Nevertheless, Iberia's ROIC had improved significantly from 5.5% a year earlier. Indeed, the IAG CFO, Enrique Dupuy, told analysts on a conference call to discuss the 1Q2016 results that he was confident that the Plan de Futuro would bring the Spanish airline's figures up to its targets.

See related report: Iberia: the Futuro looks bright for IAG's star pupil as its confidence and growth are transformed

BA's performance also compared favourably with the 8.5% ROIC reported for the prior year period. In the case of Vueling, however, the airline's ROIC declined slightly from a level of 13.1% achieved in the four quarters to 1Q2015.

Se related reports:

IAG 1Q2016 headline figures by operating company

ASK growth of 11.9%; load factor gains 1.2ppts

IAG increased its ASKs by 11.9% year-on-year in 1Q2016, although this was boosted by the acquisition of Aer Lingus, which was not part of the 1Q2015 figures. RPK growth was 13.8% and the group's load factor increased by 1.2ppts to 78.9% in 1Q2016.

Without Aer Lingus, the ASK increase for the airlines that were part of IAG in both periods was 4.8%. BA grew ASKs by 2.2%, Iberia by 8.3% and Vueling by 17.8%. Aer Lingus ASK growth was 10.6% year-on-year. All achieved faster RPK growth than their ASK growth: BA 3.1%, Iberia 12.2%, Vueling 24.6% and Aer Lingus 15.3%.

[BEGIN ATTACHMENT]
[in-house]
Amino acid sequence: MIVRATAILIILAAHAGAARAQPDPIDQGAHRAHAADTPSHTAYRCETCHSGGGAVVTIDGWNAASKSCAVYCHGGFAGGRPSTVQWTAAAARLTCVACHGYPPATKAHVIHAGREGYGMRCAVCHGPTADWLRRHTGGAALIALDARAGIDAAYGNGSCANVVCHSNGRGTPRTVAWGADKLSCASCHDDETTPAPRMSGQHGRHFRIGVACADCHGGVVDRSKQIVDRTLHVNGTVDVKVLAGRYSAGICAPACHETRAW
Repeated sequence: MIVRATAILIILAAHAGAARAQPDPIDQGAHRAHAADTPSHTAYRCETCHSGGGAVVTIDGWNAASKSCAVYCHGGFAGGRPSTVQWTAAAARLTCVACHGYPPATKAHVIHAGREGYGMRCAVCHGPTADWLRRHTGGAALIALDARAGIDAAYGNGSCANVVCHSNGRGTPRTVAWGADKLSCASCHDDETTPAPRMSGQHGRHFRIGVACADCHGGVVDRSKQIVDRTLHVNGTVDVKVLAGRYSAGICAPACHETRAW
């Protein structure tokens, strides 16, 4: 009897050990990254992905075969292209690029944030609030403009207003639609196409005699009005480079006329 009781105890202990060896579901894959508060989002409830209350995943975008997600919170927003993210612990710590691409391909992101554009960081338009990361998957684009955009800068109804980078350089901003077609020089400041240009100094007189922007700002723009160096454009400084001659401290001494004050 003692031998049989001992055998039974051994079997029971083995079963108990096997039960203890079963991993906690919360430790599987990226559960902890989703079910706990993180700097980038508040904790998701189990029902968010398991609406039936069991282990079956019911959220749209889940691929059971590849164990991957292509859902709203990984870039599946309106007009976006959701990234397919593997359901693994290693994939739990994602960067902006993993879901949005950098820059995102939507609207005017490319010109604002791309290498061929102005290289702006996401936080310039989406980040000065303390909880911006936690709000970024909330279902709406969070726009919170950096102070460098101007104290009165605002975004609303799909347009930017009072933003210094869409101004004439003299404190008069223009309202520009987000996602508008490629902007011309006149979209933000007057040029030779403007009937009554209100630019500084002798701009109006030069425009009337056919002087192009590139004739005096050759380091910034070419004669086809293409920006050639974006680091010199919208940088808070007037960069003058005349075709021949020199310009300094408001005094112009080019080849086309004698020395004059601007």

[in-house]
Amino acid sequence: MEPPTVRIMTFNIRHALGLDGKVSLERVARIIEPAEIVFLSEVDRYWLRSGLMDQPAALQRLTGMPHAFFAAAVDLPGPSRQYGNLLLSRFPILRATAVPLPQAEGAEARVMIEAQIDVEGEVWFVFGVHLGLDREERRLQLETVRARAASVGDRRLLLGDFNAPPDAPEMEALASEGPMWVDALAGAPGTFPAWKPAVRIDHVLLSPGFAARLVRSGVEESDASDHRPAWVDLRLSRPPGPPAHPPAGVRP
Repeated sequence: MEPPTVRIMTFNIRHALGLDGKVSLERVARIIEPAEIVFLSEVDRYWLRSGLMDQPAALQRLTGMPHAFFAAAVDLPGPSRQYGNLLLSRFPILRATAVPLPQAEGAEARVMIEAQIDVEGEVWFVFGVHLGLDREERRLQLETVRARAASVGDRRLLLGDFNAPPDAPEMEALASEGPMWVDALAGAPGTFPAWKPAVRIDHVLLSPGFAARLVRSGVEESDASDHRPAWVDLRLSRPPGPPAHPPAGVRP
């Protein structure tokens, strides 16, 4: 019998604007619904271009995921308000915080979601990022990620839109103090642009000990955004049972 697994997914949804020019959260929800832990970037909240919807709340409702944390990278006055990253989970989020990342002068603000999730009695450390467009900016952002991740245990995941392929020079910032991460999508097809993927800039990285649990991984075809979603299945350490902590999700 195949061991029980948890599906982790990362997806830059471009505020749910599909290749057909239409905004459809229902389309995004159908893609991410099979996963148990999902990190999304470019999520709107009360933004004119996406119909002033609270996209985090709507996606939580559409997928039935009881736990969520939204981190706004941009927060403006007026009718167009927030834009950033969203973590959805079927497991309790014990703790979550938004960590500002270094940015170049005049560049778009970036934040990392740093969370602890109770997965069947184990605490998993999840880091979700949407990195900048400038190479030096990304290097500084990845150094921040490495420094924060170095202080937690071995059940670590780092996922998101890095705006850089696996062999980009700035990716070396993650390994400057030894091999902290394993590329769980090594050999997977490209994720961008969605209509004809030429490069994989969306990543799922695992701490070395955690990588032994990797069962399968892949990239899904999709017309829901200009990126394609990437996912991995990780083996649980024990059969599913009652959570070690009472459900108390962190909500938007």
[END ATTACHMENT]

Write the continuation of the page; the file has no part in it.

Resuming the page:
IAG operating statistics 1Q2016

FY2016 ASK growth plan trimmed

If Aer Lingus had been part of IAG in 1Q2016 the pro forma ASK growth would have been 5.2% year-on-year. On this basis, the capacity increase for the year 2016 is planned to be 4.9% (10.1% on a reported basis).

As a result of slightly weaker than expected demand following the Brussels bombings, this ASK growth has been trimmed from the 5.3% previously planned. The lower capacity plan comes from lower frequencies by both BA and Iberia to São Paulo and Rio de Janeiro and the cancellation of Iberia services to Luanda, Lagos, Accra and Istanbul.

BA's FY2016 growth is planned to be 2.6%, Iberia's 4.4%, Vueling's 15.4% and Aer Lingus' 10.8%.

IAG planned capacity (ASK) changes by quarter 2016

Vueling will continue to grow fastest in 2Q2016

In 2Q2016 IAG's planned ASK growth is 12.9% year-on-year on a reported basis and 3.7% pro forma (i.e. with Aer Lingus included in the prior year data).

For BA, the planned 2Q2016 ASK growth of 1.8% will be driven by new long haul routes launched since 2Q2015 (Kuala Lumpur, San Jose, Gatwick-JFK and Lima) and some frequency growth (Las Vegas, Shaghai and Dubai). Iberia's 2Q2016 ASK growth of 2.0% will mainly come from new and restored routes (Havana, Cali/Medellín).

For Vueling, new routes to the UK from Barcelona will be the main driver of 2Q2016 ASK growth of 14.0%. The principal source of Aer Lingus' 2Q growth of 7.7% will be its new route from Dublin to Los Angeles.

IAG planned year-on-year growth in capacity by airline brand (ASK) 2Q2016

Fastest growth in Asia Pacific; capacity cut in Africa, Middle East, South Asia